Dealing with email problems
Email is simple, right?
Compared to interactive web pages, email is simple, it is just text after all, isn’t it?
At the beginning of the World Wide Web 30 years ago this could have been true. Email was in plain text with no formatting and used only POP technology. And free services were provided from Yahoo, Hotmail, Freeserve, your internet service provider, etc.
Growth and change
We have imagined better ways of using email, and our wants have grown beyond plain text messages.
The technologies have expanded to meet these new demands. Now we want a wide range of features such as –
- fully featured text formatting and the inclusion of pictures,
- getting our own unique email names,
- access via our phones,
- access via our tablets,
- access via our laptops when abroad,
- changing where emails are stored,
- filtering out spam and viruses,
- which technology to use,
- meeting GDPR legal requirements,
- blocking the scanning of our emails for advertising purposes,
- protecting our reputations from spammers spoofing our email addresses,
- moving our emails if/when we change our hosting, our ISP, etc.
Even though this is a long list you can probably add several more.
I want someone to be wholly responsible
So who should be responsible for this, for dealing with your email problems, setting up your phone, running a virus check?
Providing a public email service involves a large amount of computer hardware, networking connections and specialist technical support. Your phone connection is also a separate issue as this uses a mobile network provider and mobile phone hardware. Therefore, these aspects of email services are not normally within the role of a web designer or agency.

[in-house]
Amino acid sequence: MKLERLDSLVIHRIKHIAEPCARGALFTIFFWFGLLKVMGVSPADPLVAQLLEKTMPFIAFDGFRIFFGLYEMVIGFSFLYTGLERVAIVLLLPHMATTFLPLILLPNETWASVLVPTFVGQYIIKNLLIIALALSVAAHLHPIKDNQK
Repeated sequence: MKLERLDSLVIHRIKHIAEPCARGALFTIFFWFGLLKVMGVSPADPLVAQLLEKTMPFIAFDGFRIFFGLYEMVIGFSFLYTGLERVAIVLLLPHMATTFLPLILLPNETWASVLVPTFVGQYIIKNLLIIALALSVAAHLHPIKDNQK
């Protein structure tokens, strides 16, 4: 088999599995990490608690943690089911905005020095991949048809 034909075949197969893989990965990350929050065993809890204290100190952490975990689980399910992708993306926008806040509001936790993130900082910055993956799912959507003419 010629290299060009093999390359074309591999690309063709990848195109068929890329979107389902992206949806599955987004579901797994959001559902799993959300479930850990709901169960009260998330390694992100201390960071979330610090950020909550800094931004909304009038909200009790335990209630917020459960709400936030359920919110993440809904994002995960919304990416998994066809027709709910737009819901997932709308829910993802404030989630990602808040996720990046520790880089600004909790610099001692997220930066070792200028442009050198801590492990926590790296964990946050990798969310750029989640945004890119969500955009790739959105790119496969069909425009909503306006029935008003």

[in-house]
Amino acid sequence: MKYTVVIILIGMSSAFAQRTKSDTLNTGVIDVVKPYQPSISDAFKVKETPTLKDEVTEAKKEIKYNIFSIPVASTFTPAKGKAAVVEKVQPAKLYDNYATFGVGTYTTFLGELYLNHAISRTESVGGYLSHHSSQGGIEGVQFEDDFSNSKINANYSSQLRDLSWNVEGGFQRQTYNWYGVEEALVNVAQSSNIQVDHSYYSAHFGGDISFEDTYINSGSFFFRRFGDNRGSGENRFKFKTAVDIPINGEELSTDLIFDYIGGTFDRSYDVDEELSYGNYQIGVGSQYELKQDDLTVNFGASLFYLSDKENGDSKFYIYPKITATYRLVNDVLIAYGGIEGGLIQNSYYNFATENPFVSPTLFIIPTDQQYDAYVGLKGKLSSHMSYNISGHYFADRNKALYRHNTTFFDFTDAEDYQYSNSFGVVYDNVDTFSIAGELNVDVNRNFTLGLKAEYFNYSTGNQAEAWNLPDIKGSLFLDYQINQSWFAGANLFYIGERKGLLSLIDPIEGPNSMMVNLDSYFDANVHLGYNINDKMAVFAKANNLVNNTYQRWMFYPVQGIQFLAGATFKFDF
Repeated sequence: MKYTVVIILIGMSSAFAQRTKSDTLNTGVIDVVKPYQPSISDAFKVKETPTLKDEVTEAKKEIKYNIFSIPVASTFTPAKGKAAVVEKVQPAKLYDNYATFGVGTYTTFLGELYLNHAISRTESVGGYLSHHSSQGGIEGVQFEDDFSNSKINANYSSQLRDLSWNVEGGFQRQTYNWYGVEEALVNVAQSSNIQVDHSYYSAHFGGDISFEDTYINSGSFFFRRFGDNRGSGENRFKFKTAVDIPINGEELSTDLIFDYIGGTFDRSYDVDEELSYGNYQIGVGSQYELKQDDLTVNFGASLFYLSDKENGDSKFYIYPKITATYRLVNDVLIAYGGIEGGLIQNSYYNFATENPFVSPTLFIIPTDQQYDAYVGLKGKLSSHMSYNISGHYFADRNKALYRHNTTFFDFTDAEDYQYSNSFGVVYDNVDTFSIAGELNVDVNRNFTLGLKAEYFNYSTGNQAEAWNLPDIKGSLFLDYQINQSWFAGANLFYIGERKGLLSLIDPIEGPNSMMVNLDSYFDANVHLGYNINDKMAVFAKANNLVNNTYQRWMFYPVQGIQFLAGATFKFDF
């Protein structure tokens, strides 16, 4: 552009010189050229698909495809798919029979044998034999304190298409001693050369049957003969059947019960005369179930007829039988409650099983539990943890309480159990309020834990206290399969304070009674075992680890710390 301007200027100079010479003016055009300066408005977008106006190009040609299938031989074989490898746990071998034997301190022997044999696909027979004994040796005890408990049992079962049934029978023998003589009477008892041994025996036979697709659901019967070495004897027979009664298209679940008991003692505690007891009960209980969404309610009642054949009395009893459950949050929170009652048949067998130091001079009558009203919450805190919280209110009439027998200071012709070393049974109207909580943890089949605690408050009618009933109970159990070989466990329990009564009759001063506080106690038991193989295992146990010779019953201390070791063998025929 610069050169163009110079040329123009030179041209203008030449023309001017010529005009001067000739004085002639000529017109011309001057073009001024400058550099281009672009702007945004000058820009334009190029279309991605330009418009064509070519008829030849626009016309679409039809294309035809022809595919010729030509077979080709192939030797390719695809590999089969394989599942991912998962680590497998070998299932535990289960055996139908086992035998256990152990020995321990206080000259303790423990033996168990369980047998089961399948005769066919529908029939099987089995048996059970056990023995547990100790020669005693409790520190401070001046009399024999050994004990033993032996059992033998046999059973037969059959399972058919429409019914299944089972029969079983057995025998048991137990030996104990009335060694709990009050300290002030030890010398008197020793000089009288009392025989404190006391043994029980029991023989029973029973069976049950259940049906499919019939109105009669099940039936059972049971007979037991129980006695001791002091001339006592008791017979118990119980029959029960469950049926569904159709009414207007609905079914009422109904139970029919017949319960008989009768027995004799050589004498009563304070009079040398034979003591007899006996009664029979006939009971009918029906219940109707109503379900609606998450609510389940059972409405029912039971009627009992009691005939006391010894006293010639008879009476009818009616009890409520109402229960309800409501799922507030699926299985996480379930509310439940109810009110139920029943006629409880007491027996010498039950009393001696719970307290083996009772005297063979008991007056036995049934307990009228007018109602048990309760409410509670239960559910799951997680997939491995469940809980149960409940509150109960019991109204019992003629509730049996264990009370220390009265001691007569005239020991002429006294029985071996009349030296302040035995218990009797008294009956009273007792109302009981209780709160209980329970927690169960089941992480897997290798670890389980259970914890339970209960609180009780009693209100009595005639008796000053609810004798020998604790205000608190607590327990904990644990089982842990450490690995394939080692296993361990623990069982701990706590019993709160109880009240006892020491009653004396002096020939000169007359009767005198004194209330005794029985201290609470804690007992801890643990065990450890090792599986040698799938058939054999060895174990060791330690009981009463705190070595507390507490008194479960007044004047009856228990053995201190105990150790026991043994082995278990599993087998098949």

It is worth noting that even the first basic email services were provided by large companies like Yahoo, Microsoft (Hotmail), AOL, NTL, etc, and the technology and infrastructure has now grown much more complex and larger.
My web designer said they could help
Large companies run email services. So why do web designers offer to help at all with this?
Web designers try their best to provide a total solution. They can facilitate setting these email services up, but as we can see, they don’t actually run them.
What a web designer or agency can also do is act as your technical intermediary with the large network companies, and ask questions on your behalf when you have email problems. If you don’t have an ongoing service agreement, this will be an extra cost that you will need to check on.
So, what about my email problem?
Something has gone wrong. Who is going to help me?
You may see a difference between a budget email service and a specialist one.
If for example you only pay £2.50 a month inclusive of web hosting and mail server, the level of support will be low. There is a strong possibility that you will need to roll up your sleeves and get hands-on with sorting out the email problem, such as –
- re-checking your email connection settings (phone, computer, tablet),
- your operating system (OS) may have been updated recently, and this may have reset your settings
- other programs that impact on your internet may have been updated, eg. anti-virus
- checking with your mobile data provider for any changes that may impact,
- reading FAQs,
- checking online forums,
- asking questions on online chat.
I think I need to pay for help
Sorting out email problems myself is too much trouble
You will get less problems in the first place and better support if you use a specialist service like Business Gmail. Another alternative is to pay extra on demand for someone else to help you with your email problems, such as your web designer or local computer shop.
If you want someone to do everything (eg. physically changing your phone’s settings) you will need to set up an appropriate service level agreement to meet your needs.
(CC) Image: David MacQuigg